The actual ssh process is not complicated. If done as you want, you just create an account in the EC2 machine, and keep an ssh open with autossh from the work machine to the EC2 machine. Others have already pointed out the article you need, start autossh reverse tunnel automatically when network comes up
There are several disadvantages of diverting the traffic through the EC2 server. One of them is that you actually pay for usage and traffic in AWS, other is the slowness of using ssh connections tunnelled inside ssh connections, another is that it will be not impossible but cumbersome to tunnel UDP connections on top of the TCP ssh connections, and lastly the longer RTT involved in the packets travelling to the nearest AWS center and coming back.
You can also have legal issues into data or traffic from projects you are working leaving the national borders.
Another alternative is setting up in the home router a machine in the DMZ area, and for instance, accessing a www site in the EC2 machine that is visited every say 5 minutes by the work machine, the work machine will establish a connection to your IP address. (more in that later)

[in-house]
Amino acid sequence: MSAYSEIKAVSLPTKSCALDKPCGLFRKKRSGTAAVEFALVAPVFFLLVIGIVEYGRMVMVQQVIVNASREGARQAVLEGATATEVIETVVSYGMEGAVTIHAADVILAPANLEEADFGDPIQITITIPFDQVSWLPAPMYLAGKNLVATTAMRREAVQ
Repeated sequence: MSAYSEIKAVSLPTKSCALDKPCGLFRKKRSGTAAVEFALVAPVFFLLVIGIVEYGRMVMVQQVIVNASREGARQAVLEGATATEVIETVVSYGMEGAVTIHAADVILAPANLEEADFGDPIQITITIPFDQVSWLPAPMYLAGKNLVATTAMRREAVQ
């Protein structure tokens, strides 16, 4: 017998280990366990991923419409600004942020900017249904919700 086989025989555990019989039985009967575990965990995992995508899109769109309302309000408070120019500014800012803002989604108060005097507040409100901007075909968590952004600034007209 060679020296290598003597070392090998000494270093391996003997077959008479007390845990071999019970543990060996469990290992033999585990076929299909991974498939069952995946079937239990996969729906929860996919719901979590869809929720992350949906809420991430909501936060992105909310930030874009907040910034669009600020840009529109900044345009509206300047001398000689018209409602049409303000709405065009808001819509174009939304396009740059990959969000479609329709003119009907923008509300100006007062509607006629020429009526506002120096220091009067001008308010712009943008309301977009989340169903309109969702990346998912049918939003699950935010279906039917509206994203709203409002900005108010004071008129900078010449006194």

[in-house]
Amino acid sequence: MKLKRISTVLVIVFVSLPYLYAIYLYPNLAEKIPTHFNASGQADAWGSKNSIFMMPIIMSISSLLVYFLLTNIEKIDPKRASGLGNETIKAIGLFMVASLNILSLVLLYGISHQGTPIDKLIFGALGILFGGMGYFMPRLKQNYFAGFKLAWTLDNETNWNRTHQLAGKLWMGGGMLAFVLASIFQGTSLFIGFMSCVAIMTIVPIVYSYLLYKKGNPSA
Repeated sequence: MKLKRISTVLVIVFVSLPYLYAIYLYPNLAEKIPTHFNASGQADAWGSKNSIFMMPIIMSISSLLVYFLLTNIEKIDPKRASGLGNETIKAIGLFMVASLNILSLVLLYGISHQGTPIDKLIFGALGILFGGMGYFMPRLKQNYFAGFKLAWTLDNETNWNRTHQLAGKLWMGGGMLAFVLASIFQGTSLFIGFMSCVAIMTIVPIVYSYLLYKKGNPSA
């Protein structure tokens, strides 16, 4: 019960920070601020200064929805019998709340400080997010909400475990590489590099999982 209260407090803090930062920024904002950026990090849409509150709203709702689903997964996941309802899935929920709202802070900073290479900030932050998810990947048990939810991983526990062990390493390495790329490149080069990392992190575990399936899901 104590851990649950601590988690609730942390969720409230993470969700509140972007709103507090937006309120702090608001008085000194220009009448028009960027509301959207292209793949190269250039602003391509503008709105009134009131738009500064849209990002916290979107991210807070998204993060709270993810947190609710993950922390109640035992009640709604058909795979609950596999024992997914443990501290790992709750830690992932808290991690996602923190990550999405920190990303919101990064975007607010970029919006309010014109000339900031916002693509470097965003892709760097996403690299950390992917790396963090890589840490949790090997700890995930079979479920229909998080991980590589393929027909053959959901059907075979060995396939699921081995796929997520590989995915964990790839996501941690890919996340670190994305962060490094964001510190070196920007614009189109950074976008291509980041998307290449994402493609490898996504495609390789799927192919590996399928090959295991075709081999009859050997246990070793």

I also would prefer using IPsec or OpenVPN than ssh. I have had ssh for a while, and the process of having to correctly setup tunnels to access different services is tedious and cumbersome.
As for the IP address of your home machine. You do not need a static one, you have services like FreeDNS that give you a DNS entry that maps to the dynamic IP address the ISP gives you.
I have done actually here a different thing. I placed the ISP cable modem/router combo in bridge mode, and connected there a Raspberry PI compatible/Lamobo R1 with an wifi chipset, 5 ethernet gigabit interfaces, and a SATA port + SSD disk running Linux.
If you notice, this is a very interesting machine with a low power requirement.
I connect to home using an IPsec VPN based in StrongSwan to my dynamic IP address using a DNS name provided by FreeDNS.
The VPN is configured in such a way, that the native IPsec clients of my Macbook Pro and iPhone are able to connect to the VPN without installing any free additional software.
Once inside the VPN, and only inside the VPN (and at home) I have:
- access to ssh,
HTML 5 videos,
Voip services via asterisk w/ a trunk to my phone operator to allow me to make calls to any local operator that I use when abroad,
BIND with RPZ,
hostapd to give wifi to home.
I also have a switch chipset in that box, that separates two VLANs, the outside connection and the internal network.
In the rest of the ethernet ports, I connected my Smart TV and my Apple TV, so I can stream from any point at home to them.
My work machine is also configured to keep a permanent IPsec tunnel open to this home router, so I can log in anytime in it.
Link about permanent tunnel with StrongSwan: